But putting that bit of humor aside, there is simply no basis to this claim. In fact, all of her grievances on this front are about cultural phenomena in America where no such benefit exists!

And when it comes to reinforcement, one has to wonder what we are reinforcing in our culture when we say that parents (primarily women) who do home child care, which is absolutely essential for the functioning of the economy and social reproduction, should get paid nothing for their work. If you don’t want to devalue women in your society, you probably should avoid valuing home child care at $0.

One also has to wonder how exactly Filipovic’s alternative to home care, which is child care services, is any different in this regard. The child care sector is almost entirely staffed by women, disproportionately women of color and immigrants with low levels of education. What does this “reinforce” in our culture? That child care is properly done by the lower class women of society? How inspiring.

Finally, remember point (2) above, which is that the existence of the benefit does not actually have a huge impact on how many people do home care. You can keep these parents penniless but you can’t force them to use child care services.

Moving on, here is Jill’s next point:

Dropping out of the workforce also leaves women financially and physically vulnerable. Bruenig’s suggested childcare stipend would put a little money into the pockets of stay-at- home mothers (or into bank accounts primarily controlled by their husbands) for a short period of time, but it would not compensate for the years of experience lost, nor make it easier to get back into the paid workforce after years away. It wouldn’t make up for the permanent wage decrease, or the hit to retirement savings and social security.

Not paying home child carers (as Jill prefers) clearly and obviously leaves women more financially and physically vulnerable than paying them. Indeed, protecting home child carers against the vulnerability of working unpaid and thus relying on their partner’s income is one of the primary arguments for the program.

Here is Crystal Eastman making this point in 1920 in the socialist Liberator magazine:

But is there any way of insuring a woman’s economic independence while child-raising is her chosen occupation? Or must she sink into that dependent state from which, as we all know, it is so hard to rise again? That brings us to the fourth feature of our program — motherhood endowment. It seems that the only way we can keep mothers free, at least in a capitalist society, is by the establishment of a principle that the occupation of raising children is peculiarly and directly a service to society, and that the mother upon whom the necessity and privilege of performing this service naturally falls is entitled to an adequate economic reward from the political government. It is idle to talk of real economic independence for women unless this principle is accepted.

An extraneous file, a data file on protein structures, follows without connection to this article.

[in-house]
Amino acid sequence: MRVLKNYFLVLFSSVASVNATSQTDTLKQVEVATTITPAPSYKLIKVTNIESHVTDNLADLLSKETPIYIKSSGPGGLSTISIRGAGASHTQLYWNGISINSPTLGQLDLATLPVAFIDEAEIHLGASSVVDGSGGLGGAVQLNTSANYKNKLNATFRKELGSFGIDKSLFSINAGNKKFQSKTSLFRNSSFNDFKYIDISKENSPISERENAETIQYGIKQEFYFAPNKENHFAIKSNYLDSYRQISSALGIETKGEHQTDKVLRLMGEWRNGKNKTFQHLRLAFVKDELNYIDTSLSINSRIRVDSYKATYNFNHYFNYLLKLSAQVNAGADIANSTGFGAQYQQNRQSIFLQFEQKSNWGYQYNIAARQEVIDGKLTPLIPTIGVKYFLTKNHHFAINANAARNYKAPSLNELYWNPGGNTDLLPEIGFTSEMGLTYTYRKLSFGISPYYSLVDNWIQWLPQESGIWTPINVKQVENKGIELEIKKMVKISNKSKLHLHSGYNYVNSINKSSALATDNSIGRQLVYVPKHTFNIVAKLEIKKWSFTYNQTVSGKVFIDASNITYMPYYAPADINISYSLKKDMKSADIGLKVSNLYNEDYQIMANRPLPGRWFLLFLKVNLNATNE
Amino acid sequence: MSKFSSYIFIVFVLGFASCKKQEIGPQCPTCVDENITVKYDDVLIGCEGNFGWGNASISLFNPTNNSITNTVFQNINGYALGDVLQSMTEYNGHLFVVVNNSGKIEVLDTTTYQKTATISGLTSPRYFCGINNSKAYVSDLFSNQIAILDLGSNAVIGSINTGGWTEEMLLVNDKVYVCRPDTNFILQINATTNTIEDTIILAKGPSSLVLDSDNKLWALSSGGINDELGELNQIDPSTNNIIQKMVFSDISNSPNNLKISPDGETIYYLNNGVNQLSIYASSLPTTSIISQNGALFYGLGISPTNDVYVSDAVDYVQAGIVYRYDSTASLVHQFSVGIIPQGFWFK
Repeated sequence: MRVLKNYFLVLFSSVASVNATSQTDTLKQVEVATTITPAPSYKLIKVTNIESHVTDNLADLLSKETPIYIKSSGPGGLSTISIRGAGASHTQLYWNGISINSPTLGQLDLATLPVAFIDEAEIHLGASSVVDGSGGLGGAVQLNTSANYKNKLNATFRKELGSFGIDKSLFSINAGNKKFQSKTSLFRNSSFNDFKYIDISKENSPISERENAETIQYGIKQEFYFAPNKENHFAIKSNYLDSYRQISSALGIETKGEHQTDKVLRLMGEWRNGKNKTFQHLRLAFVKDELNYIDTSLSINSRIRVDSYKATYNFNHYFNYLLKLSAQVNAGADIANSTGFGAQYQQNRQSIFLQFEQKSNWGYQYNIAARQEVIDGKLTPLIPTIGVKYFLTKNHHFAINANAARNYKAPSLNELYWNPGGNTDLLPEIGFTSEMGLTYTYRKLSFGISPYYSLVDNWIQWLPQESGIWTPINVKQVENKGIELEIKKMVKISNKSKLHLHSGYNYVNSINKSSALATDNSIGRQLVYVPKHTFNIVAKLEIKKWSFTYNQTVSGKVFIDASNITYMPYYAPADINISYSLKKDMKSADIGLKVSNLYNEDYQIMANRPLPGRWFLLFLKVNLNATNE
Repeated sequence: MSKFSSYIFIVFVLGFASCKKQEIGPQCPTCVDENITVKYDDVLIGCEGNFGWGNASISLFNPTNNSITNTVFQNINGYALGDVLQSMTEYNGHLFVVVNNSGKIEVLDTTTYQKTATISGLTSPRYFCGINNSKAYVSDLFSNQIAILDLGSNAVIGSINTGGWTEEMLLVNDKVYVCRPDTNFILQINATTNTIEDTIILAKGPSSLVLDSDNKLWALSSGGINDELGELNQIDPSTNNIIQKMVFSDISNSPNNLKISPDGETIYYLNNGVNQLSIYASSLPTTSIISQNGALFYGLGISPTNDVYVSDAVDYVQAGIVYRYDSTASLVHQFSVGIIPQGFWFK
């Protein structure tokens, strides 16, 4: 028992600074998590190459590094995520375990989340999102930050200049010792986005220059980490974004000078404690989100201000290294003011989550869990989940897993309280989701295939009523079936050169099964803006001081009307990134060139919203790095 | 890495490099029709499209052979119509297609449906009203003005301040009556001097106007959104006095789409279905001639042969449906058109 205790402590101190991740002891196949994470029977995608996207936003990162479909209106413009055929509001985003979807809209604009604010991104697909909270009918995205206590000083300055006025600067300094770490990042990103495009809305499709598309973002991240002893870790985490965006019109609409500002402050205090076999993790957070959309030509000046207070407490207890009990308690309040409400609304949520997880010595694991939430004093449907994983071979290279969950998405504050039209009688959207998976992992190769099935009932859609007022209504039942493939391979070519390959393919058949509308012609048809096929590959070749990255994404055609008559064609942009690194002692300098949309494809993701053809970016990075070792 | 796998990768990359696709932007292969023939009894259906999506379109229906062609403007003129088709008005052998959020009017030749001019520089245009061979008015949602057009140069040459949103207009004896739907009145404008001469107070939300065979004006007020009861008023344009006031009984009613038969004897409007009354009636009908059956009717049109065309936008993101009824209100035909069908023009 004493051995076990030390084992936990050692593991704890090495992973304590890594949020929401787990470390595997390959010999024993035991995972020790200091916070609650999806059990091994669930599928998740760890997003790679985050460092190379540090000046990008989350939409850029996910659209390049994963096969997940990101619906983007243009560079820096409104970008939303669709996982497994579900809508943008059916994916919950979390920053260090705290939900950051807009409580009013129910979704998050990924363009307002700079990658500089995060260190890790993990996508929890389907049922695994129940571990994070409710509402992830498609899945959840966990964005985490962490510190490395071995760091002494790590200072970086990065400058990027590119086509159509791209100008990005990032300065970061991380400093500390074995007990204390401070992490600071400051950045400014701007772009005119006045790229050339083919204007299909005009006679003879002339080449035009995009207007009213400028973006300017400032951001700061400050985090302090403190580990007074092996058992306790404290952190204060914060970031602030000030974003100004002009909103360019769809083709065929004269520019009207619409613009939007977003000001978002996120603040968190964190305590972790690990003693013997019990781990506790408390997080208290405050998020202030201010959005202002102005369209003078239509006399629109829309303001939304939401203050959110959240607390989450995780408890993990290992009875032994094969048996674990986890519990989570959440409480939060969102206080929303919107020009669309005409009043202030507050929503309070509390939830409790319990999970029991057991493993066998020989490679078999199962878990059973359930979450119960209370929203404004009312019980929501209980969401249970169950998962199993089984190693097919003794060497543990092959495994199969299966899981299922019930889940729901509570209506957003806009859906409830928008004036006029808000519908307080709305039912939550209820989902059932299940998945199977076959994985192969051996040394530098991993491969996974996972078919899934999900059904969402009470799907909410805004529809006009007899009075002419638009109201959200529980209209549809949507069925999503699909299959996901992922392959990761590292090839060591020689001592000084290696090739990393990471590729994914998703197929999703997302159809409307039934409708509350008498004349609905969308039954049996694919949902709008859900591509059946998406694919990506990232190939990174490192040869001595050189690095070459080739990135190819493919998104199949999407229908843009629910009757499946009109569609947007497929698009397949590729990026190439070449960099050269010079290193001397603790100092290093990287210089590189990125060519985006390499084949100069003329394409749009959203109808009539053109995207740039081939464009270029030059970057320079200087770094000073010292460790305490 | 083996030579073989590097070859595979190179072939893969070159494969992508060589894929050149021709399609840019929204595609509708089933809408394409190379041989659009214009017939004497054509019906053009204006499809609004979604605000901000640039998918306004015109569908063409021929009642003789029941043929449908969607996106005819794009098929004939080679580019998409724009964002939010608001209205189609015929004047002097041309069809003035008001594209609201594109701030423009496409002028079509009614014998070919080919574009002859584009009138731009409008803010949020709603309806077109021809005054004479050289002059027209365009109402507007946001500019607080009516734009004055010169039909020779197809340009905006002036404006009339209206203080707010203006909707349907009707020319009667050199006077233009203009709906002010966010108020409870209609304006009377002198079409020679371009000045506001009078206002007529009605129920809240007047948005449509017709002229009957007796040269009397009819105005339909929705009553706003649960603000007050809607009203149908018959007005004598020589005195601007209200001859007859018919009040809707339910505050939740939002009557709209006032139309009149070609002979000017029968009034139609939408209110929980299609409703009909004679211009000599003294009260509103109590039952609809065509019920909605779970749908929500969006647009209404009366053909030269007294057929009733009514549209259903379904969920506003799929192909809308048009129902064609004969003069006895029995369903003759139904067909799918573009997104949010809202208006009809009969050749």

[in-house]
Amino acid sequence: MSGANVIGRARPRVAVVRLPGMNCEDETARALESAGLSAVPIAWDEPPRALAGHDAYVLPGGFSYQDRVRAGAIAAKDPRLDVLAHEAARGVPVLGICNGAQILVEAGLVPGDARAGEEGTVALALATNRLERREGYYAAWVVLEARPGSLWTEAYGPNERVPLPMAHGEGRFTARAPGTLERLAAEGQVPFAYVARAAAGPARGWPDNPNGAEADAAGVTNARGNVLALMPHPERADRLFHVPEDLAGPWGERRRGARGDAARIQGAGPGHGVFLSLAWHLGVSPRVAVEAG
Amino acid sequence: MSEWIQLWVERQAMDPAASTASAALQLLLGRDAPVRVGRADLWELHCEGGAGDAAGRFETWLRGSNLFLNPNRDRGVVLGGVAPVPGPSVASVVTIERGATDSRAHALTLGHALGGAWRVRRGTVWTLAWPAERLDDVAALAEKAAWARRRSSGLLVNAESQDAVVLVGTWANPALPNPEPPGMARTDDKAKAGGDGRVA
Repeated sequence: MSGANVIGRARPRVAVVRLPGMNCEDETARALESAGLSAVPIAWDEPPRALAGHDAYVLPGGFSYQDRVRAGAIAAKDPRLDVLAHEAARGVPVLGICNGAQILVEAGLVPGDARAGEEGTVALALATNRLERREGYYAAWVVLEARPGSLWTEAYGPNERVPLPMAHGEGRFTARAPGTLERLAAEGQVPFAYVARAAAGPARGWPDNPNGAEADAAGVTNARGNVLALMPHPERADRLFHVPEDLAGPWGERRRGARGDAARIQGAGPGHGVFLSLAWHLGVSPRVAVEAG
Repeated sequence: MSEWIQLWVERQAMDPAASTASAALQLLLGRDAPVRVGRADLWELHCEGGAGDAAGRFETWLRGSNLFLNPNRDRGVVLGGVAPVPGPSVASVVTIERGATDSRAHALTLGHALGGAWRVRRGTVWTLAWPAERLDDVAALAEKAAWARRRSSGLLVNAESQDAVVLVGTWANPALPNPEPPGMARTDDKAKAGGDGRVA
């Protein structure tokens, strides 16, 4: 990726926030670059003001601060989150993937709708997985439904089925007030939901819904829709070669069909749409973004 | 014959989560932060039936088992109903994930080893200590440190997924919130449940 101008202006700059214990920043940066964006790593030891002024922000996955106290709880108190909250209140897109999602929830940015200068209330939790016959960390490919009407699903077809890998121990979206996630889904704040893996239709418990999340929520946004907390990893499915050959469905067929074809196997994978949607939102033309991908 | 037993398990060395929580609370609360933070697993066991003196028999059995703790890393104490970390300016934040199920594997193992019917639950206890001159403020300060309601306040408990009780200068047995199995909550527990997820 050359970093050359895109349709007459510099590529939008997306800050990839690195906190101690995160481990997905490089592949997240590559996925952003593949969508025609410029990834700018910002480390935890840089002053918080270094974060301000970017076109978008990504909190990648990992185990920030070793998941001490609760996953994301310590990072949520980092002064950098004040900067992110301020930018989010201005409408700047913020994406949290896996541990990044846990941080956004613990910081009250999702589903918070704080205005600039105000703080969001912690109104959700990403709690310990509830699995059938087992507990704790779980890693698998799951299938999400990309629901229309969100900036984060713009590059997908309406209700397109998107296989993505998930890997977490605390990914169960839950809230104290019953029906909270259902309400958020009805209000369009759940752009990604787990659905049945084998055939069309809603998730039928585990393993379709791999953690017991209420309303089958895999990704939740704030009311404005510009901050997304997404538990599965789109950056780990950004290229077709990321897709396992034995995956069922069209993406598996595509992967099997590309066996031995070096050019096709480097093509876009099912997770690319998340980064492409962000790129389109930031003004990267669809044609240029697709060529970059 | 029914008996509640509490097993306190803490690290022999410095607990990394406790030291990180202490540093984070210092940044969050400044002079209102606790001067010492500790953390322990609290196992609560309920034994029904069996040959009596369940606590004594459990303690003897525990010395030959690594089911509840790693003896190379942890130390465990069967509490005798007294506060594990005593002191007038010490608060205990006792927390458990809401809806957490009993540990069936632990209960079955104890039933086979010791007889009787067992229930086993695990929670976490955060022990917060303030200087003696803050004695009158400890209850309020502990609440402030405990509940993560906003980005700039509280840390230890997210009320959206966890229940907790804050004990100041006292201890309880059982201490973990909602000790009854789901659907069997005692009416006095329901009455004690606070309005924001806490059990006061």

Jill’s parenthetical about home child care benefits going “into bank accounts primarily controlled by their husbands” is truly bizarre. If the husband is controlling the bank account, then all sources of income, including wages from work, which are also deposited into a bank account, provide you no independence, right?

As for things like retirement and Social Security, there is no reason that someone could not receive Social Security credits for the time they spend doing home child care. After all, with a home child care benefit, they are literally being paid a wage to do it.

Finally, Jill’s remarks about there being a “permanent wage decrease” and “years of experience lost” when a parent chooses to do home child care for a while and then return to the labor market reveals that, in her analysis, she is really thinking about a very specific kind of professional worker.

Lower class men and women, the population that much more often opts for home care, don’t really climb the corporate ladder over the course of their careers. Lower-level retail and service sector jobs will still be there once they finish their home care. Professional class men and women very rarely opt for home care, perhaps for the reasons given by Jill.

Next Jill moves on to claims about happiness:

Even taking finances out of it, the nuclear family breadwinner-carer model is a historical anomaly, and tremendously isolating for the carer (the mother). Stay-at-home mothers are psychologically and emotionally worse off than working mothers by just about every measure, from depression to anxiety to anger; they are much more likely than working mothers to say that they are struggling, and less likely to say that they are thriving, that they recently experienced enjoyment or happiness, that they smile or laugh a lot, and that they have learned something new.